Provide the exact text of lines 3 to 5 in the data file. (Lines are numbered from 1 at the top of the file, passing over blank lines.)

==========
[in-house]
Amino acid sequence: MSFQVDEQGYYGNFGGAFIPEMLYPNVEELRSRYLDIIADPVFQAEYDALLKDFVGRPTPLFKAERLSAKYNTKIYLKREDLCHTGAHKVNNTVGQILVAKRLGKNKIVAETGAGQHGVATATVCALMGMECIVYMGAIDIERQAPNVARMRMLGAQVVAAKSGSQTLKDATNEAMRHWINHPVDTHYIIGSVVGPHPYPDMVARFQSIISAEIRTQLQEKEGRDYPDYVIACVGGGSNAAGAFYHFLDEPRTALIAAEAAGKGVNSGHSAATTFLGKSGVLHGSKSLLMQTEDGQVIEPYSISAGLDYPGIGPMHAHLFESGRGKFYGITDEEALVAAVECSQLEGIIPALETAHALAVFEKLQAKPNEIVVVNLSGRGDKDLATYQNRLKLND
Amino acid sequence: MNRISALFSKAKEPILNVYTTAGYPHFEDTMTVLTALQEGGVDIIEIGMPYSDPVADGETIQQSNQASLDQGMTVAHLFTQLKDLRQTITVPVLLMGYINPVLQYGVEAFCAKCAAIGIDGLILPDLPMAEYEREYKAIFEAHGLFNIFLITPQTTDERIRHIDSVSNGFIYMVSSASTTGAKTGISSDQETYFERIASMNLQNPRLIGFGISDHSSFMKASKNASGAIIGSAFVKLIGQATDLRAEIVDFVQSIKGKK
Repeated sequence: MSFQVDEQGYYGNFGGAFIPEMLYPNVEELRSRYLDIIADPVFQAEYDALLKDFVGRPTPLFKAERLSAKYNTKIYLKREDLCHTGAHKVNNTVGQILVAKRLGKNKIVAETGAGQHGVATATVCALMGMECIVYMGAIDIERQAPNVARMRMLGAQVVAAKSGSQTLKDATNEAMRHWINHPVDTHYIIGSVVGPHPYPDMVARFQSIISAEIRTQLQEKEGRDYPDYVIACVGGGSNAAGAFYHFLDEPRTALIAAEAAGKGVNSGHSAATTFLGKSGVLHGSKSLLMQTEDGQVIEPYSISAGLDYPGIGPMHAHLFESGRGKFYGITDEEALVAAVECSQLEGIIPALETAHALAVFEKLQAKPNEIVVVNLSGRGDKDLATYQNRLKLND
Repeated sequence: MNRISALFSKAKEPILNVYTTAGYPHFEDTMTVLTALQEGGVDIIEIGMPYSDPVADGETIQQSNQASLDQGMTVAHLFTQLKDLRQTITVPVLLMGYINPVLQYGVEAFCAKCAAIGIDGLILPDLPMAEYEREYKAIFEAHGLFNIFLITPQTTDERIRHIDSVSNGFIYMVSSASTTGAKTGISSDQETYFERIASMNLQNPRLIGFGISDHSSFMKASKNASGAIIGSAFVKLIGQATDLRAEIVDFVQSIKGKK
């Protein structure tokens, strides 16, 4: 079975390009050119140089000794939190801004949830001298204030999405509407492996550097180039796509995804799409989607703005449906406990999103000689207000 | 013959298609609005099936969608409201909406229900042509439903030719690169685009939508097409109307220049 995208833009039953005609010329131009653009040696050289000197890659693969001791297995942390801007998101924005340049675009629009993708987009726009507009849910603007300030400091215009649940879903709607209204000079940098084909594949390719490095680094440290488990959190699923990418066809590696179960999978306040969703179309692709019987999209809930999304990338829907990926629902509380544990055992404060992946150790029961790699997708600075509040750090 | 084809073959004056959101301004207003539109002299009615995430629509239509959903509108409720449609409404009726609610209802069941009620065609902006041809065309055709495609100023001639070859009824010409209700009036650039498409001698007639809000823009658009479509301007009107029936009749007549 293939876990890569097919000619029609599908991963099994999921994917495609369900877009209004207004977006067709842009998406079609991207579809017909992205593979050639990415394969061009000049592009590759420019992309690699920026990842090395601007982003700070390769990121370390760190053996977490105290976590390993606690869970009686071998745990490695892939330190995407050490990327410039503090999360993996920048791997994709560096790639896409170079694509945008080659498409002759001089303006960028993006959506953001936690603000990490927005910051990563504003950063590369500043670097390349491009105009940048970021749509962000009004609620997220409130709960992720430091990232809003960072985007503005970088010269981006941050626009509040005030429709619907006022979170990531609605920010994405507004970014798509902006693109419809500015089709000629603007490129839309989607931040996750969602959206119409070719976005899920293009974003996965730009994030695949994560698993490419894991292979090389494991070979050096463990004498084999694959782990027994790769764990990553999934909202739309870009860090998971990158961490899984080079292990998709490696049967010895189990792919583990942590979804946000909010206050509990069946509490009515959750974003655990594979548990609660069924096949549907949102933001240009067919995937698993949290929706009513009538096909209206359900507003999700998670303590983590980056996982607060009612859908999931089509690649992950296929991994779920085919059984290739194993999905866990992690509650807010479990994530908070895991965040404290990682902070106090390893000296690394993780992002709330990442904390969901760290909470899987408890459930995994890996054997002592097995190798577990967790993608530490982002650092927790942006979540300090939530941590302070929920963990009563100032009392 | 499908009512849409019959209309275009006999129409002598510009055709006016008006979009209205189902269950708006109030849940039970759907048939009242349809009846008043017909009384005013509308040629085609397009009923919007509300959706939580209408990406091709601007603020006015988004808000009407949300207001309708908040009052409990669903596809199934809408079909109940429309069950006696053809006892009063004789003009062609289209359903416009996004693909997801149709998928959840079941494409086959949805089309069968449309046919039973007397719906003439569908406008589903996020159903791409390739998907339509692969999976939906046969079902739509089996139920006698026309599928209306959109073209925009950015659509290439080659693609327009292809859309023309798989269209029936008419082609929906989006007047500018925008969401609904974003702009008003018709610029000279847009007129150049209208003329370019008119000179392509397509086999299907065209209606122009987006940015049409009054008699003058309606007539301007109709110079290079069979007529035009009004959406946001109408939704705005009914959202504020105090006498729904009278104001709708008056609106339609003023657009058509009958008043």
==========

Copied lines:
Amino acid sequence: MNRISALFSKAKEPILNVYTTAGYPHFEDTMTVLTALQEGGVDIIEIGMPYSDPVADGETIQQSNQASLDQGMTVAHLFTQLKDLRQTITVPVLLMGYINPVLQYGVEAFCAKCAAIGIDGLILPDLPMAEYEREYKAIFEAHGLFNIFLITPQTTDERIRHIDSVSNGFIYMVSSASTTGAKTGISSDQETYFERIASMNLQNPRLIGFGISDHSSFMKASKNASGAIIGSAFVKLIGQATDLRAEIVDFVQSIKGKK
Repeated sequence: MSFQVDEQGYYGNFGGAFIPEMLYPNVEELRSRYLDIIADPVFQAEYDALLKDFVGRPTPLFKAERLSAKYNTKIYLKREDLCHTGAHKVNNTVGQILVAKRLGKNKIVAETGAGQHGVATATVCALMGMECIVYMGAIDIERQAPNVARMRMLGAQVVAAKSGSQTLKDATNEAMRHWINHPVDTHYIIGSVVGPHPYPDMVARFQSIISAEIRTQLQEKEGRDYPDYVIACVGGGSNAAGAFYHFLDEPRTALIAAEAAGKGVNSGHSAATTFLGKSGVLHGSKSLLMQTEDGQVIEPYSISAGLDYPGIGPMHAHLFESGRGKFYGITDEEALVAAVECSQLEGIIPALETAHALAVFEKLQAKPNEIVVVNLSGRGDKDLATYQNRLKLND
Repeated sequence: MNRISALFSKAKEPILNVYTTAGYPHFEDTMTVLTALQEGGVDIIEIGMPYSDPVADGETIQQSNQASLDQGMTVAHLFTQLKDLRQTITVPVLLMGYINPVLQYGVEAFCAKCAAIGIDGLILPDLPMAEYEREYKAIFEAHGLFNIFLITPQTTDERIRHIDSVSNGFIYMVSSASTTGAKTGISSDQETYFERIASMNLQNPRLIGFGISDHSSFMKASKNASGAIIGSAFVKLIGQATDLRAEIVDFVQSIKGKK